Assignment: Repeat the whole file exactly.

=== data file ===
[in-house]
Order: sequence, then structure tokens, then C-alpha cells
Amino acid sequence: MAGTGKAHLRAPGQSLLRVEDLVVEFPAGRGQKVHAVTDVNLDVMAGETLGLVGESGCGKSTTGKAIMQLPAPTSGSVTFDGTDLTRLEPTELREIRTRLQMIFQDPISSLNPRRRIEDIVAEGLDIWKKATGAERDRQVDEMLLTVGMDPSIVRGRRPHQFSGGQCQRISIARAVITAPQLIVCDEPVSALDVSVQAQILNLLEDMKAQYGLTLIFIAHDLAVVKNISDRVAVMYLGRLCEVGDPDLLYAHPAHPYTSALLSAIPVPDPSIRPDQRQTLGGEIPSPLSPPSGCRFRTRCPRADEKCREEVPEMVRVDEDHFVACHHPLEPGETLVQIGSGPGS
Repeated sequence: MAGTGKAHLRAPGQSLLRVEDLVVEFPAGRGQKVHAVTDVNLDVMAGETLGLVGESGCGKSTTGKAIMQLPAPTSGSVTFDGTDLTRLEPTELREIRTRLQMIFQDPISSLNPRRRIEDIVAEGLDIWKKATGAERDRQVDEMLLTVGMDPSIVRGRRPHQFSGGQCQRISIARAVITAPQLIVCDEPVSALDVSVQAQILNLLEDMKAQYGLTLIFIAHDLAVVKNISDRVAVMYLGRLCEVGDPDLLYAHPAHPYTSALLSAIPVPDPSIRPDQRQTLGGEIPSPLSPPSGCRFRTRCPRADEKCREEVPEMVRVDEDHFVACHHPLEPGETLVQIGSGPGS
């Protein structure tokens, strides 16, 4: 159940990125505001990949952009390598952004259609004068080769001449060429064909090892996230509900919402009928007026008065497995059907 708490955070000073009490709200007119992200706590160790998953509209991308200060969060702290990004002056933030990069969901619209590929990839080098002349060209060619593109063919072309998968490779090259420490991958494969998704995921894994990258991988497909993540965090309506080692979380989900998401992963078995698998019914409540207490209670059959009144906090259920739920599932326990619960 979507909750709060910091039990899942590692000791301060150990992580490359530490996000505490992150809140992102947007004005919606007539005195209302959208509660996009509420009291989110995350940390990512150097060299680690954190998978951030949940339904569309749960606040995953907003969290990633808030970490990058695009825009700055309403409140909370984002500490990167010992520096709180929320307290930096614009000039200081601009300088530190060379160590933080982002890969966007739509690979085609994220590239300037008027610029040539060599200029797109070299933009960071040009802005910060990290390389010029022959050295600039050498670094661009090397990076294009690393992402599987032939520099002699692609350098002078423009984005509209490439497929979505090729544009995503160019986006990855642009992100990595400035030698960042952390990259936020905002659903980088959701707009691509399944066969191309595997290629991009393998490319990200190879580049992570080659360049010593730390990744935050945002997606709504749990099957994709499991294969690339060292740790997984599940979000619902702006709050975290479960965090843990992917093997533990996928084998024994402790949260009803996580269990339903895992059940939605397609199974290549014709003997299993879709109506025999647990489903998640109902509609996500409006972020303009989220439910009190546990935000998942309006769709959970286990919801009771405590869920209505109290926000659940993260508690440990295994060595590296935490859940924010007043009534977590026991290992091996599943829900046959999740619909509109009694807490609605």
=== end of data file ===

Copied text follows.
[in-house]
Order: sequence, then structure tokens, then C-alpha cells
Amino acid sequence: MAGTGKAHLRAPGQSLLRVEDLVVEFPAGRGQKVHAVTDVNLDVMAGETLGLVGESGCGKSTTGKAIMQLPAPTSGSVTFDGTDLTRLEPTELREIRTRLQMIFQDPISSLNPRRRIEDIVAEGLDIWKKATGAERDRQVDEMLLTVGMDPSIVRGRRPHQFSGGQCQRISIARAVITAPQLIVCDEPVSALDVSVQAQILNLLEDMKAQYGLTLIFIAHDLAVVKNISDRVAVMYLGRLCEVGDPDLLYAHPAHPYTSALLSAIPVPDPSIRPDQRQTLGGEIPSPLSPPSGCRFRTRCPRADEKCREEVPEMVRVDEDHFVACHHPLEPGETLVQIGSGPGS
Repeated sequence: MAGTGKAHLRAPGQSLLRVEDLVVEFPAGRGQKVHAVTDVNLDVMAGETLGLVGESGCGKSTTGKAIMQLPAPTSGSVTFDGTDLTRLEPTELREIRTRLQMIFQDPISSLNPRRRIEDIVAEGLDIWKKATGAERDRQVDEMLLTVGMDPSIVRGRRPHQFSGGQCQRISIARAVITAPQLIVCDEPVSALDVSVQAQILNLLEDMKAQYGLTLIFIAHDLAVVKNISDRVAVMYLGRLCEVGDPDLLYAHPAHPYTSALLSAIPVPDPSIRPDQRQTLGGEIPSPLSPPSGCRFRTRCPRADEKCREEVPEMVRVDEDHFVACHHPLEPGETLVQIGSGPGS
């Protein structure tokens, strides 16, 4: 159940990125505001990949952009390598952004259609004068080769001449060429064909090892996230509900919402009928007026008065497995059907 708490955070000073009490709200007119992200706590160790998953509209991308200060969060702290990004002056933030990069969901619209590929990839080098002349060209060619593109063919072309998968490779090259420490991958494969998704995921894994990258991988497909993540965090309506080692979380989900998401992963078995698998019914409540207490209670059959009144906090259920739920599932326990619960 979507909750709060910091039990899942590692000791301060150990992580490359530490996000505490992150809140992102947007004005919606007539005195209302959208509660996009509420009291989110995350940390990512150097060299680690954190998978951030949940339904569309749960606040995953907003969290990633808030970490990058695009825009700055309403409140909370984002500490990167010992520096709180929320307290930096614009000039200081601009300088530190060379160590933080982002890969966007739509690979085609994220590239300037008027610029040539060599200029797109070299933009960071040009802005910060990290390389010029022959050295600039050498670094661009090397990076294009690393992402599987032939520099002699692609350098002078423009984005509209490439497929979505090729544009995503160019986006990855642009992100990595400035030698960042952390990259936020905002659903980088959701707009691509399944066969191309595997290629991009393998490319990200190879580049992570080659360049010593730390990744935050945002997606709504749990099957994709499991294969690339060292740790997984599940979000619902702006709050975290479960965090843990992917093997533990996928084998024994402790949260009803996580269990339903895992059940939605397609199974290549014709003997299993879709109506025999647990489903998640109902509609996500409006972020303009989220439910009190546990935000998942309006769709959970286990919801009771405590869920209505109290926000659940993260508690440990295994060595590296935490859940924010007043009534977590026991290992091996599943829900046959999740619909509109009694807490609605």